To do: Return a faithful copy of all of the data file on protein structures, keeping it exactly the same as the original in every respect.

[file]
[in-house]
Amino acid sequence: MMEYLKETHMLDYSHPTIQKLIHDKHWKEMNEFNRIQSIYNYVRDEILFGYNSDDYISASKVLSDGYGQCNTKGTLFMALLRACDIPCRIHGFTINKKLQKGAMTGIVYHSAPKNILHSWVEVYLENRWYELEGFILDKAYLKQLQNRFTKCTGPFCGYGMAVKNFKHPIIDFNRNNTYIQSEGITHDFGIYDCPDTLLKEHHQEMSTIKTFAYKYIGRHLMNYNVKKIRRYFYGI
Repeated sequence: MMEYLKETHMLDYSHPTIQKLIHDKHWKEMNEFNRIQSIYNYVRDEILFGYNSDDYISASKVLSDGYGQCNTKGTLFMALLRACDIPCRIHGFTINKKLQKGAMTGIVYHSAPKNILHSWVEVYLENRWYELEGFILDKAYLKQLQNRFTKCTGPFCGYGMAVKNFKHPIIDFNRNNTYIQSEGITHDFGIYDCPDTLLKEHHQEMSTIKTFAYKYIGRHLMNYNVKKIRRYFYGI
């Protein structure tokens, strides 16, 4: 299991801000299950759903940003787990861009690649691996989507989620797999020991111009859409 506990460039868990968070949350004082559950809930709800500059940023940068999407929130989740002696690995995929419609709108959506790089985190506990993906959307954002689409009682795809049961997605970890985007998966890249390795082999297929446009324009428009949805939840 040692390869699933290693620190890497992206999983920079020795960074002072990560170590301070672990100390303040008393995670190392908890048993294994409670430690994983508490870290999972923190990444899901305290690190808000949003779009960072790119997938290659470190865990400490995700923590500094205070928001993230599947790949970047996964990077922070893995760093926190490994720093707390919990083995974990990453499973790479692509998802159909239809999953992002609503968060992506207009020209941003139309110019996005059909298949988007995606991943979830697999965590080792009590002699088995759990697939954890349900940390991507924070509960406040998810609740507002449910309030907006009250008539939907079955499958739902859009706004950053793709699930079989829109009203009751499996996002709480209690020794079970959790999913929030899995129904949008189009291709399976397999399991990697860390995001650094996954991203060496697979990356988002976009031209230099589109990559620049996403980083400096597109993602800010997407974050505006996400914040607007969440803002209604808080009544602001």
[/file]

[in-house]
Amino acid sequence: MMEYLKETHMLDYSHPTIQKLIHDKHWKEMNEFNRIQSIYNYVRDEILFGYNSDDYISASKVLSDGYGQCNTKGTLFMALLRACDIPCRIHGFTINKKLQKGAMTGIVYHSAPKNILHSWVEVYLENRWYELEGFILDKAYLKQLQNRFTKCTGPFCGYGMAVKNFKHPIIDFNRNNTYIQSEGITHDFGIYDCPDTLLKEHHQEMSTIKTFAYKYIGRHLMNYNVKKIRRYFYGI
Repeated sequence: MMEYLKETHMLDYSHPTIQKLIHDKHWKEMNEFNRIQSIYNYVRDEILFGYNSDDYISASKVLSDGYGQCNTKGTLFMALLRACDIPCRIHGFTINKKLQKGAMTGIVYHSAPKNILHSWVEVYLENRWYELEGFILDKAYLKQLQNRFTKCTGPFCGYGMAVKNFKHPIIDFNRNNTYIQSEGITHDFGIYDCPDTLLKEHHQEMSTIKTFAYKYIGRHLMNYNVKKIRRYFYGI
């Protein structure tokens, strides 16, 4: 299991801000299950759903940003787990861009690649691996989507989620797999020991111009859409 506990460039868990968070949350004082559950809930709800500059940023940068999407929130989740002696690995995929419609709108959506790089985190506990993906959307954002689409009682795809049961997605970890985007998966890249390795082999297929446009324009428009949805939840 040692390869699933290693620190890497992206999983920079020795960074002072990560170590301070672990100390303040008393995670190392908890048993294994409670430690994983508490870290999972923190990444899901305290690190808000949003779009960072790119997938290659470190865990400490995700923590500094205070928001993230599947790949970047996964990077922070893995760093926190490994720093707390919990083995974990990453499973790479692509998802159909239809999953992002609503968060992506207009020209941003139309110019996005059909298949988007995606991943979830697999965590080792009590002699088995759990697939954890349900940390991507924070509960406040998810609740507002449910309030907006009250008539939907079955499958739902859009706004950053793709699930079989829109009203009751499996996002709480209690020794079970959790999913929030899995129904949008189009291709399976397999399991990697860390995001650094996954991203060496697979990356988002976009031209230099589109990559620049996403980083400096597109993602800010997407974050505006996400914040607007969440803002209604808080009544602001």